The three varieties of Sharpe Ratio shown are pretty standard, the only difference being the denominators, which are variance (VaR), standard deviation (StdDev), and expected shortfall (ES), in turn.
The app is laid out in such a way that as you descend vertically, you follow a logical series of questions about value:
At the top, we see the simplest view: how the price fluctuations of both assets would have affected the value of an initial investment amount over a specified time period.
Following the portfolio time series view, we see a summary table that allows the user to see which asset performs best according to a selection of aggregate metrics.
Thereafter, we depart from metrics that depend on the initial amount invested, and begin addressing questions of relative return on investment. The first section focuses on the most vanilla definition of return on investment, while the final section allows the user to see if those rates of return are truly worth it given the variance, standard deviation, and expected shortfall inherent to the assets in question. This is put last because it enables the user to see, following the logic of the series of views from top to bottom, that even though a particular asset may have gross returns that are higher than another, and even a slightly more elevated rate of return, upon adjusting for variance, the other investment would have been a "better" choice. The story told will obviously vary depending on the assets and time period selected, but the logical progression remains the same.
Crypto currency data is scraped from Coin Metrics. Stock market OHCL data is obtained via the Yahoo Finance functions in the QuantMod R package. The main app structure and functionalities, along with all necessary packages, can be found in the app.R, while all analytic, data-cleaning, and visualization functions can be found in the Functions.R file.
Below is a summary of the ways in which anyone interested can assist with / support the project :
Technical assistance and ideation:
If you have coding experience, check out the code and issues tab and see if you can help with anything or propose new additions.
If you want new features integrated or have any other ideas, open a new issue and I'll address it ASAP.
Keep sharing with you friends / fellow traders / coders so that we can get more constructive feedback.
Consider starring us on GitHub as a means of sharing this project with the broader community.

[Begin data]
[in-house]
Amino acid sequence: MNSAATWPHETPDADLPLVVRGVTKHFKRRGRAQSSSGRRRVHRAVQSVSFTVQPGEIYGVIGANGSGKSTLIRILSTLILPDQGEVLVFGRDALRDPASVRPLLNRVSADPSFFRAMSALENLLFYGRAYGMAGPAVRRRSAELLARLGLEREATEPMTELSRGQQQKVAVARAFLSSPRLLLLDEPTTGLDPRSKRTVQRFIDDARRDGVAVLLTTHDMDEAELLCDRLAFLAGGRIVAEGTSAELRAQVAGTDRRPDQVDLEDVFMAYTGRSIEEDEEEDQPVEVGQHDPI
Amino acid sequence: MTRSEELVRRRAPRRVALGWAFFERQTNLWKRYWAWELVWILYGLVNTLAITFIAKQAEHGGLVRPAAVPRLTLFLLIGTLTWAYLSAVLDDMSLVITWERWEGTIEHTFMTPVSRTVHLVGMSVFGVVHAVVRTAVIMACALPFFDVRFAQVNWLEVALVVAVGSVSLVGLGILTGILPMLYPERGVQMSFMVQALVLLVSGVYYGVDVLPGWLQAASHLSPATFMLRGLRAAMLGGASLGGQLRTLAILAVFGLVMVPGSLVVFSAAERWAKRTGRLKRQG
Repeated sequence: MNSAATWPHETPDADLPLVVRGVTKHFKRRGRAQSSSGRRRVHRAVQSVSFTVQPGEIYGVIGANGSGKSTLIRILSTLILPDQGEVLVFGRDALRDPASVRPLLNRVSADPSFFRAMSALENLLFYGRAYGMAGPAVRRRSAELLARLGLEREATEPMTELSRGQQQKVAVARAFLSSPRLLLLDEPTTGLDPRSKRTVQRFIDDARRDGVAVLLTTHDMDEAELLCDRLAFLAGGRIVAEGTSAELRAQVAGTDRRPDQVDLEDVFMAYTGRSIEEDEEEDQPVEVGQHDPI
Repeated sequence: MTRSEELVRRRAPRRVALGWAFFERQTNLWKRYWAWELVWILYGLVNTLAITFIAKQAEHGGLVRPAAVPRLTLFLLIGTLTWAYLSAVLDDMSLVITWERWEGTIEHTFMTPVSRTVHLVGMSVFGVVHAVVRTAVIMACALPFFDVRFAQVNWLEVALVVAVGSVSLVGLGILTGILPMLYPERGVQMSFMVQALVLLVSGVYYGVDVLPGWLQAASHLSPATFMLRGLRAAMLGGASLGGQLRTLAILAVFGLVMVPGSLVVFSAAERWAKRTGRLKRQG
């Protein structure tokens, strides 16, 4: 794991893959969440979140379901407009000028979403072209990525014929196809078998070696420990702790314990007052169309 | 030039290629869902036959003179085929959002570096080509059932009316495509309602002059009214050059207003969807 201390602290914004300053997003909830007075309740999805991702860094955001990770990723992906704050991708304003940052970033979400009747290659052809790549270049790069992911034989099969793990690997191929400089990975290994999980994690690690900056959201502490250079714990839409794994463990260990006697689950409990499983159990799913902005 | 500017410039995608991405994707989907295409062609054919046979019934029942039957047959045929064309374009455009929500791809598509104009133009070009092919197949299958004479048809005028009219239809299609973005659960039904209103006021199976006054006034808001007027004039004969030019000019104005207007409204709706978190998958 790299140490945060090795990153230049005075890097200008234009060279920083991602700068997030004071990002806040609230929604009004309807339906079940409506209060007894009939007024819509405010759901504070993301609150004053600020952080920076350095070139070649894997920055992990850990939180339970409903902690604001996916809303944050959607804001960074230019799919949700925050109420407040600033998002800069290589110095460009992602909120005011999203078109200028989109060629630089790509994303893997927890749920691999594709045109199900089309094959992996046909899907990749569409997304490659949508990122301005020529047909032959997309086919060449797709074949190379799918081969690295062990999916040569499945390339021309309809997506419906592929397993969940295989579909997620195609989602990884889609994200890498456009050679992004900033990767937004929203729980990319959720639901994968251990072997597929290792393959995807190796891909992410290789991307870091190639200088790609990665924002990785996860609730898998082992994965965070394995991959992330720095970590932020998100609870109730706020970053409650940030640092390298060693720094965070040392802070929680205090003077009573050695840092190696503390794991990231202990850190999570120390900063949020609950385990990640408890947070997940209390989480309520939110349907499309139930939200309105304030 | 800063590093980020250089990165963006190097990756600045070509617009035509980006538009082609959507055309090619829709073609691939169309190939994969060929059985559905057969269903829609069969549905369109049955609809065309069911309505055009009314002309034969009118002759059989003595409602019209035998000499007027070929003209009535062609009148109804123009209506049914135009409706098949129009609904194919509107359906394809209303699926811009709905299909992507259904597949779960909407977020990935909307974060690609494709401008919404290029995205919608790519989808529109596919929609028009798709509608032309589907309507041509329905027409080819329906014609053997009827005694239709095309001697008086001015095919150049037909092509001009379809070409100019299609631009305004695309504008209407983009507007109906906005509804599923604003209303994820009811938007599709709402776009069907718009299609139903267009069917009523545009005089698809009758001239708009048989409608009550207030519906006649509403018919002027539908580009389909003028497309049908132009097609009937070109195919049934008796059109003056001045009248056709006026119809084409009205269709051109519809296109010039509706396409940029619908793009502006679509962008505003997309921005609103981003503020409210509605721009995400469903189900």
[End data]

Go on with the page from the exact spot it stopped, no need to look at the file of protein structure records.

Donations appreciated for hosting-fees and development work (addresses and QR codes below):
- ETH donations address: 0xA40094D607063a156e230174e01f5b4Fd1101549
- BTC donations address (segwit): 3NWsx8s1NeDDc3AF4VtRwBKafdG7jyEnQL
- LTC donations address: MRqXizDN7u2t5KMxuZmssE4N2P4E21Z9MB
All are welcome to contribute issues / pull-requests to the codebase. All I ask is that you include a detailed description of your contribution, that your code is thoroughly-commented, and that you test your contribution locally with the most recent version of the Master branch integrated prior to submitting the PR. If you have further questions about collaboration, feel free to message me on Telegram (my public ID is the same as my GitHub ID).
How to Access the App
Presently, the app is hosted here, and a backup version of the app (to be used sparingly as it is slower and more expensive to host) is located here. That said, the app can also be run locally quite easily. Even if you have no R experience. Simply install R (I also recommend using R-Studio as your editor), and then clone / fork the GitHub repository, and open the app.R file.
Upon opening the app.R file, install all of the packages referenced in the library statements at the top of the code. For example, given that first package needed is "Shiny", you would type the following in console:
Do this for all packages listed in the app.R, and then to run the app, open a terminal, cd to wherever you have cloned the repository, and type:
R -e "shiny::runApp('app.R')"
This will initialize the app locally, and will print the address to enter into your browser of choice for local viewing.
I hope that this explanation has proven helpful to you, and that you enjoy and benefit from my tool!